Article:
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Re: [school-discuss] Open Content and open source for developping countries

From William Abernathy, Sat Sep 14, at  9:53:
 .Paolo Pumilia wrote:
 .>In my (humble) opinion, an international publishing house would be able 
 .>to market such handbook in the usual way in the so-called rich countries,
 .>since a complete, color covered book with clear coloured pictures is much
 .>more attractive than the print out of a common pc printer, with no binding.
 .>Moreover, the publishing house could have the right to add something more 
 .>to the on line version. 
 .>Yet the content should be basically the same. 
 .>Advertising that part of the money will support the on line version would 
 .>be a further incentive to buy the book. 
 .something you already know. In the U.S., school book publishers talk a good 
 .game about caring for the kids, but when you get right down to it, it's 
 .only about money. Making life more difficult is the fact that in the US, we 
 .have 50 states, each of which has its own regulations with respect to what 
 .goes into schoolbooks. (When Kansas tried to ban teaching evolution in 
 .schools, the first thought that crossed my mind was literally, "Ka-ching! 
 .New Science edition! Awright!") While not every state is large enough to to 
 .dictate terms to the publishing houses, there nonetheless remain formidable 
 .compliance issues with respect to the acceptability of texts in schools. 
 .Teachers frequently are not at liberty to use curricular materials that are 
 .not on the list of approved texts. Given these legal constraints, there is 
 .no way that an open curriculum can become an official curriculum in the US.

I see, but that is not the same in europe. I am in Milan, italy; here teachers 
are rather free to choose handbooks best fit to their courses. I guess 
teachers enjoy that freedom in other european countries as well.  

Sure, building an open handbook is not an easy task, but maybe europe is 
in a better position for that efforts meet the success. 

 .That's the bad news. The good news is that the US is not, contrary to its 
 .perfervid belief, the only place in the world that matters. In many places, 
 .teachers and teaching are not so hamstrung by bureaucracy and capital.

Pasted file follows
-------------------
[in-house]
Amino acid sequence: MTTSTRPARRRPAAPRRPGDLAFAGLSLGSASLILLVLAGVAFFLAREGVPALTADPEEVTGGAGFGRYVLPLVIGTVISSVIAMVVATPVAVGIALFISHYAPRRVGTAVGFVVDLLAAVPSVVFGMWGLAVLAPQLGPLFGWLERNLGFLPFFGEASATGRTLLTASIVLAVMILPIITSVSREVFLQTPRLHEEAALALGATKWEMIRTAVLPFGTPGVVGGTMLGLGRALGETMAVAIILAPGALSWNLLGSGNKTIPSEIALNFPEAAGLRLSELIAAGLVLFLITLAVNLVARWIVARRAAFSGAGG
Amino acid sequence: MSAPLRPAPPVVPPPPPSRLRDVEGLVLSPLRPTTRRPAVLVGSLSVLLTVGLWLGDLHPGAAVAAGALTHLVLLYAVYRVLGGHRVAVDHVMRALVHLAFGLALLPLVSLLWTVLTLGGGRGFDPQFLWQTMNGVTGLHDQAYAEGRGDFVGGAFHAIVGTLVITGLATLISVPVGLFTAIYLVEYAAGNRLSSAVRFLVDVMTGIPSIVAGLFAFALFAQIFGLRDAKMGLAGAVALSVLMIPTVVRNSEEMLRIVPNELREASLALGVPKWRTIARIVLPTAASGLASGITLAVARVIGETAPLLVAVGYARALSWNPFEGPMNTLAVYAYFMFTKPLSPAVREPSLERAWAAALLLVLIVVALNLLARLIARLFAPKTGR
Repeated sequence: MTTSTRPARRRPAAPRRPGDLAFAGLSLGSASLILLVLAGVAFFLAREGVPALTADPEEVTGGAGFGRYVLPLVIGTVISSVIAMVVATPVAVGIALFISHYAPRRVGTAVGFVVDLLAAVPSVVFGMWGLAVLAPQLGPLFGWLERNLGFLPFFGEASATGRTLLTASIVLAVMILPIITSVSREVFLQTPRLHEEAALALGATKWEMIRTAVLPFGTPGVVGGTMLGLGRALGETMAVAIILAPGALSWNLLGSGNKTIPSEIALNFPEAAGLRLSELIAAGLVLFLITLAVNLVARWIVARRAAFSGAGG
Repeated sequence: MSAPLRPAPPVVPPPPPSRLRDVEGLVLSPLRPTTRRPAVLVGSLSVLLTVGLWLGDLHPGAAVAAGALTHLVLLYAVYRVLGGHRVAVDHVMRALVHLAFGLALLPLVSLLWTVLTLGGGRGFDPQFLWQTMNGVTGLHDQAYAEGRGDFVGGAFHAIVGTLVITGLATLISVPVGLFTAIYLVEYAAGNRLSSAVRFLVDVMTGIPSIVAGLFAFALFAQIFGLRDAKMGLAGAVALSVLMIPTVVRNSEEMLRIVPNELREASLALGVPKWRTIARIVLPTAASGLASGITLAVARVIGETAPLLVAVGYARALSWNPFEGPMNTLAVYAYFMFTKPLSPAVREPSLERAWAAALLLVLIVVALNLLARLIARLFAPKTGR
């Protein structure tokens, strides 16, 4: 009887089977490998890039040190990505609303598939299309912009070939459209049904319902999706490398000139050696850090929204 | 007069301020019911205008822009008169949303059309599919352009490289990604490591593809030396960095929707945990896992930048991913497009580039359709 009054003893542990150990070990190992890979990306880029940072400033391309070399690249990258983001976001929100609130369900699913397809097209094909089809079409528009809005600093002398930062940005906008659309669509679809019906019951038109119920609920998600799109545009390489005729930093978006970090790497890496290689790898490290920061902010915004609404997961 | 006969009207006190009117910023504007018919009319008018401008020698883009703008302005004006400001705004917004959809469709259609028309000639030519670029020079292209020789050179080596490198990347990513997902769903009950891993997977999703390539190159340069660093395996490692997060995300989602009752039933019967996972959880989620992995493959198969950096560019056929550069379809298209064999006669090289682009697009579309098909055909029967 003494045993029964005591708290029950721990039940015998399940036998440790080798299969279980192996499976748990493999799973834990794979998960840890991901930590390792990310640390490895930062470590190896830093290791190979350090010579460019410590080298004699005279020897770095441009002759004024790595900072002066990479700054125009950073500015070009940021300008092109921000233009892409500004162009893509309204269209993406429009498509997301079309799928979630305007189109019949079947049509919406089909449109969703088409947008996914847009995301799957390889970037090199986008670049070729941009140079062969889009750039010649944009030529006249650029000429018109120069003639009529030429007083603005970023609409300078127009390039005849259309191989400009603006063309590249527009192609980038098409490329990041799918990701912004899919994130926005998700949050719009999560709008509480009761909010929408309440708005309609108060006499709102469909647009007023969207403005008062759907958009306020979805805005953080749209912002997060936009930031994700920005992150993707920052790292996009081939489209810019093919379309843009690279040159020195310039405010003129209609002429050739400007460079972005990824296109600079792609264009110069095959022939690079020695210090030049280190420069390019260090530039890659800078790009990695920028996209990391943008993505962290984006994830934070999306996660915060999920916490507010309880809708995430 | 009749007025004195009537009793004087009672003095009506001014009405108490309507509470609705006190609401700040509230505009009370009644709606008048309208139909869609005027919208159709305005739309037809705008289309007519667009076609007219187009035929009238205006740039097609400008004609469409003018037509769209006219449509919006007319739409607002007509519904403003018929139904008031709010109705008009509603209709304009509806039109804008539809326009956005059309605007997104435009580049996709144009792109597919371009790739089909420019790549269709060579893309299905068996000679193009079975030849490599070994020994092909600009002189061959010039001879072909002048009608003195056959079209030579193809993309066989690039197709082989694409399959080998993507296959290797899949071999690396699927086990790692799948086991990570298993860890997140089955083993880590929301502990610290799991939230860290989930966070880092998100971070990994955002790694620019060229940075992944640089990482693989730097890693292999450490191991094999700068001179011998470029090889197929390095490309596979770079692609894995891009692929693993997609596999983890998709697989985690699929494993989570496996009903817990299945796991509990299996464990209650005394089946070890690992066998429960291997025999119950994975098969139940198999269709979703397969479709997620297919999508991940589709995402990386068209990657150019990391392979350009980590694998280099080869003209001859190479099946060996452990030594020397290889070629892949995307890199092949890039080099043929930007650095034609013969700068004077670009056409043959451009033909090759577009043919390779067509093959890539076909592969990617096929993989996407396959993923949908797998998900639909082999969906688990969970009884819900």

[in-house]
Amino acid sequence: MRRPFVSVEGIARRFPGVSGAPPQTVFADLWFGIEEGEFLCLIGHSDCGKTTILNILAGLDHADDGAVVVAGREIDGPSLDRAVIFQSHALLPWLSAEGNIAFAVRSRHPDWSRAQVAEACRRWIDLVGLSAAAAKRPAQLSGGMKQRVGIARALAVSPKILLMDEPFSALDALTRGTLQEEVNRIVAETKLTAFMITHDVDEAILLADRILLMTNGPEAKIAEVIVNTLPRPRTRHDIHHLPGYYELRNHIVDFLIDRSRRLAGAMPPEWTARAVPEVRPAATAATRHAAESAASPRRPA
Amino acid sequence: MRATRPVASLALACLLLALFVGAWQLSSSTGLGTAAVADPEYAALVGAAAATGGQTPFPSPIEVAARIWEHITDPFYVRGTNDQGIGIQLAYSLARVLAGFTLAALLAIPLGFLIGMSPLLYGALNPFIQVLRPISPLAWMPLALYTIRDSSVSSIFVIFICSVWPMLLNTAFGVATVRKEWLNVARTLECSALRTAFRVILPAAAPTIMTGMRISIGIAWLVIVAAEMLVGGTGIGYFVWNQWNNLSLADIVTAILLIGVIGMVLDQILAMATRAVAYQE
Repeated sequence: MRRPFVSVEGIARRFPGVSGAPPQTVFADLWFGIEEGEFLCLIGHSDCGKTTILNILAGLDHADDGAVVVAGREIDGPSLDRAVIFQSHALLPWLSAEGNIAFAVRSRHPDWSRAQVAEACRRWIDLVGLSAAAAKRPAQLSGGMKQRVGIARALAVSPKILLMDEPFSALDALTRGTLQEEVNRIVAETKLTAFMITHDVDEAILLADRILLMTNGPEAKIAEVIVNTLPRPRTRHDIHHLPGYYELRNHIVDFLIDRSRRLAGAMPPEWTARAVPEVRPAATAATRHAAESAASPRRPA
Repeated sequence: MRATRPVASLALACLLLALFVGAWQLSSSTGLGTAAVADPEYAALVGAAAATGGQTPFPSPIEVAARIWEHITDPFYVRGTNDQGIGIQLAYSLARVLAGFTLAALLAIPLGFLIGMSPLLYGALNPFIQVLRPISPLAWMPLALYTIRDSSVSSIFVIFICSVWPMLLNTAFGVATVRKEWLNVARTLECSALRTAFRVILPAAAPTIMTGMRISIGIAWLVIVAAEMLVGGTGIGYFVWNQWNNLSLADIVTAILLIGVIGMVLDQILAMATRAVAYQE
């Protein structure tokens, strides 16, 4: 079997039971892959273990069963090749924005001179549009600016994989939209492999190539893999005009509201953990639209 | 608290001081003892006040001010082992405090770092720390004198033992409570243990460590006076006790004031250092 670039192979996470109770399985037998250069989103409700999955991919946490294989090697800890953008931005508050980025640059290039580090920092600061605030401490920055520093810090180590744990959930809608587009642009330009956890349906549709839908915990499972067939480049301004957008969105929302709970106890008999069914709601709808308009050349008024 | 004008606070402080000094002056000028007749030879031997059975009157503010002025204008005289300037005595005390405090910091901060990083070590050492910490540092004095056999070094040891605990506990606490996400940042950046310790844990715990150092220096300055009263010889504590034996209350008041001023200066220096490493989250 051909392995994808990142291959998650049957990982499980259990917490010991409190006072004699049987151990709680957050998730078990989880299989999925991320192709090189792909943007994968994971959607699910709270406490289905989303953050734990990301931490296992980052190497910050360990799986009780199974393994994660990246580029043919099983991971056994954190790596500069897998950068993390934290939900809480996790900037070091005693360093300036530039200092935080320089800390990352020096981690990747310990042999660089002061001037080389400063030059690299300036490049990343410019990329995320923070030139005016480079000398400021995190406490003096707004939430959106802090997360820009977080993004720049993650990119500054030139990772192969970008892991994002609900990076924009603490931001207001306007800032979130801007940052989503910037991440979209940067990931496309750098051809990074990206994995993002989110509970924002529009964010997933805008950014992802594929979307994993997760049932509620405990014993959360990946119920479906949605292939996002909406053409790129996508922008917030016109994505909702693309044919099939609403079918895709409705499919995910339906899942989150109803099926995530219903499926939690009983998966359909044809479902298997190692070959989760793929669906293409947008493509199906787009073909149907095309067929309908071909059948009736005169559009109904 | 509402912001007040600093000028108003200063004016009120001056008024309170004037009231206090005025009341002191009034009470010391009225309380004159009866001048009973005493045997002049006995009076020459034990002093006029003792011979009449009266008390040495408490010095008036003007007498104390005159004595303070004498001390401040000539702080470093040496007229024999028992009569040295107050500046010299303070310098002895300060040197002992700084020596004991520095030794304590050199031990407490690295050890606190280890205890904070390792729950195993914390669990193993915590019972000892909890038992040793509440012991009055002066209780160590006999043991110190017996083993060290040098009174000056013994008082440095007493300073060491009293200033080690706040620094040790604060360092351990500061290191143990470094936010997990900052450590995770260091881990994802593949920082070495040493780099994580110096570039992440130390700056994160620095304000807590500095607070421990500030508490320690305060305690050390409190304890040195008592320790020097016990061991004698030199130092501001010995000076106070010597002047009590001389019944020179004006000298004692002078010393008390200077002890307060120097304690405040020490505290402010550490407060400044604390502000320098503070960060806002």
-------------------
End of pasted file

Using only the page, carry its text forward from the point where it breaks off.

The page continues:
.Rather than looking to publishers for solutions, these teachers, given the 
 .technology, have the freedom to look to each other. I hope that this is 
 . where the next revolution in teaching comes from, as it will be rooted in 
 .the successes of educators, not the whim of politicians.

I hope too
But i think some authoritative, open organization to channel off teachers
contributios, not to waste their efforts, should be desirable. 

 .One of my sincere hopes for the Schoolforge project is to enable just such 
 .cooperation between teachers. In time, I believe that teachers' communities 
 .will emerge on line (probably along language lines), and may well be able 
 .to provide venues for sharing such valuable resources as lesson plans and 
 .zero-cost ancillary texts, and even core curriculum in nations whose 
 .educational systems are not treated as profit centers. In the fullness of 
 .time, if substantial enough teachers' community resources evolve, school 
 .book publishers will have to answer to large, orderly constituencies of 
 .online teachers as much as they will have to listen to school 
 .administrators and politicians.

I share your vision and i really appreciate Mike Eschman good job with 

I've heard of several on line teachers communities in italy. I wonder which
of those embraced such aims; an effort to link them together could be our
first step to make the dream come true. 

Paolo Pumilia